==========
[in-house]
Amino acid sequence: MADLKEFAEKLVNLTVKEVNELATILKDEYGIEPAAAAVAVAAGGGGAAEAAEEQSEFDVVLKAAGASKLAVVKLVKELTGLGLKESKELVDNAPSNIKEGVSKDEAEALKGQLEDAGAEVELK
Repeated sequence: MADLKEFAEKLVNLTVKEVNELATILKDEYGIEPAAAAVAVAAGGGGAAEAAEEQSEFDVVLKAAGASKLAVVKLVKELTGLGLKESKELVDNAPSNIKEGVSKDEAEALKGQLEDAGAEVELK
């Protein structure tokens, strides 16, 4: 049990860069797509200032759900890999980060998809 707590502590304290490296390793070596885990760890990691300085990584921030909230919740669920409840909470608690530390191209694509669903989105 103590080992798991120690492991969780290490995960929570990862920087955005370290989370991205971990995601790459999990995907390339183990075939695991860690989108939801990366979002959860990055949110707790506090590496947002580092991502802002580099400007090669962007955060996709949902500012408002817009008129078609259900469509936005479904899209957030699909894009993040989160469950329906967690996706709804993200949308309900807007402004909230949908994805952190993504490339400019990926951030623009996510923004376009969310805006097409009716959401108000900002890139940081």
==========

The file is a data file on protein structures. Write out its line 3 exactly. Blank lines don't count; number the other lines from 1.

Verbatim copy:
Repeated sequence: MADLKEFAEKLVNLTVKEVNELATILKDEYGIEPAAAAVAVAAGGGGAAEAAEEQSEFDVVLKAAGASKLAVVKLVKELTGLGLKESKELVDNAPSNIKEGVSKDEAEALKGQLEDAGAEVELK